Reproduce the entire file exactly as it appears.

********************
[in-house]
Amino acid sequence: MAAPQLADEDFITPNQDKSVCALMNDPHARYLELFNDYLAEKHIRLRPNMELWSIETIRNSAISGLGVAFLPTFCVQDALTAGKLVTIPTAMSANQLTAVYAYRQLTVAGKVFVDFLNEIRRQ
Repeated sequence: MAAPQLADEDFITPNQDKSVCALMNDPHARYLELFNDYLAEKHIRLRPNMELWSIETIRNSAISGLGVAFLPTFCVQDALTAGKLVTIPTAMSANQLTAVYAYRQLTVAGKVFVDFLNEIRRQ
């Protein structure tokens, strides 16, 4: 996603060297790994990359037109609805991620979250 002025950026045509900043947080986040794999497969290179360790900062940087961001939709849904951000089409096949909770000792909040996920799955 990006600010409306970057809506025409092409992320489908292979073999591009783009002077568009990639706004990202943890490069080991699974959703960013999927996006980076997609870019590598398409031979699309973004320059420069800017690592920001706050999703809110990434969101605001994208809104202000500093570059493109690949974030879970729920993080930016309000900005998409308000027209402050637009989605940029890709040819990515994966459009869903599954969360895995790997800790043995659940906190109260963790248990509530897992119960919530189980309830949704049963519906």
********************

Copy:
[in-house]
Amino acid sequence: MAAPQLADEDFITPNQDKSVCALMNDPHARYLELFNDYLAEKHIRLRPNMELWSIETIRNSAISGLGVAFLPTFCVQDALTAGKLVTIPTAMSANQLTAVYAYRQLTVAGKVFVDFLNEIRRQ
Repeated sequence: MAAPQLADEDFITPNQDKSVCALMNDPHARYLELFNDYLAEKHIRLRPNMELWSIETIRNSAISGLGVAFLPTFCVQDALTAGKLVTIPTAMSANQLTAVYAYRQLTVAGKVFVDFLNEIRRQ
């Protein structure tokens, strides 16, 4: 996603060297790994990359037109609805991620979250 002025950026045509900043947080986040794999497969290179360790900062940087961001939709849904951000089409096949909770000792909040996920799955 990006600010409306970057809506025409092409992320489908292979073999591009783009002077568009990639706004990202943890490069080991699974959703960013999927996006980076997609870019590598398409031979699309973004320059420069800017690592920001706050999703809110990434969101605001994208809104202000500093570059493109690949974030879970729920993080930016309000900005998409308000027209402050637009989605940029890709040819990515994966459009869903599954969360895995790997800790043995659940906190109260963790248990509530897992119960919530189980309830949704049963519906």